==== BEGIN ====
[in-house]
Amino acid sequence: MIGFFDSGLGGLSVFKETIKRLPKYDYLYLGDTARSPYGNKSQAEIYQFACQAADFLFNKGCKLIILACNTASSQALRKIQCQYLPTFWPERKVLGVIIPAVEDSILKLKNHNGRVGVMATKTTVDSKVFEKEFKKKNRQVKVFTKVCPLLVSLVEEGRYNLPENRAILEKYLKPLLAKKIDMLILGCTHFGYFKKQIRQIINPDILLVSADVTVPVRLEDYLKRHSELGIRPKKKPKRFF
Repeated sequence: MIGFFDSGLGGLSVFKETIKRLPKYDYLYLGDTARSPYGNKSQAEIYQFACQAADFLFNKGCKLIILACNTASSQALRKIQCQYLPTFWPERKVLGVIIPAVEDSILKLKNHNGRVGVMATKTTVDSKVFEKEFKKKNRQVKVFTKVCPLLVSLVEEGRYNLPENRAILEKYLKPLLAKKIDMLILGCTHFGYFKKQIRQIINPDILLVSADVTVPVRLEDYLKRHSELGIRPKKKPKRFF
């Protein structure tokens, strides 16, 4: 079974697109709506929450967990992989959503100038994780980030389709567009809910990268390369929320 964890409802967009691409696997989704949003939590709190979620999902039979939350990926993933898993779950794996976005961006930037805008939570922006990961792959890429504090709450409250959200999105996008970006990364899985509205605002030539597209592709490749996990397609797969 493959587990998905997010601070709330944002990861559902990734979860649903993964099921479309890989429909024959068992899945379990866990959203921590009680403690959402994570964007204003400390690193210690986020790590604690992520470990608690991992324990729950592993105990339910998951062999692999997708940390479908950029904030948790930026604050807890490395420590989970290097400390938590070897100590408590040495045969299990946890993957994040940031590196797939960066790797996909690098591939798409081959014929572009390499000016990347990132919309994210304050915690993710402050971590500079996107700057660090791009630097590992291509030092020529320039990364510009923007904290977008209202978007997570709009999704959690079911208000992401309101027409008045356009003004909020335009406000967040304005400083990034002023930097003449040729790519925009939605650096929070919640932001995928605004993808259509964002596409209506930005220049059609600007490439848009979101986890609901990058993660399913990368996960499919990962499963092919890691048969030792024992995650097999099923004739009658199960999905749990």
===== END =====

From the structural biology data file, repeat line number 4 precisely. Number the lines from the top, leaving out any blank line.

């Protein structure tokens, strides 16, 4: 079974697109709506929450967990992989959503100038994780980030389709567009809910990268390369929320 964890409802967009691409696997989704949003939590709190979620999902039979939350990926993933898993779950794996976005961006930037805008939570922006990961792959890429504090709450409250959200999105996008970006990364899985509205605002030539597209592709490749996990397609797969 493959587990998905997010601070709330944002990861559902990734979860649903993964099921479309890989429909024959068992899945379990866990959203921590009680403690959402994570964007204003400390690193210690986020790590604690992520470990608690991992324990729950592993105990339910998951062999692999997708940390479908950029904030948790930026604050807890490395420590989970290097400390938590070897100590408590040495045969299990946890993957994040940031590196797939960066790797996909690098591939798409081959014929572009390499000016990347990132919309994210304050915690993710402050971590500079996107700057660090791009630097590992291509030092020529320039990364510009923007904290977008209202978007997570709009999704959690079911208000992401309101027409008045356009003004909020335009406000967040304005400083990034002023930097003449040729790519925009939605650096929070919640932001995928605004993808259509964002596409209506930005220049059609600007490439848009979101986890609901990058993660399913990368996960499919990962499963092919890691048969030792024992995650097999099923004739009658199960999905749990």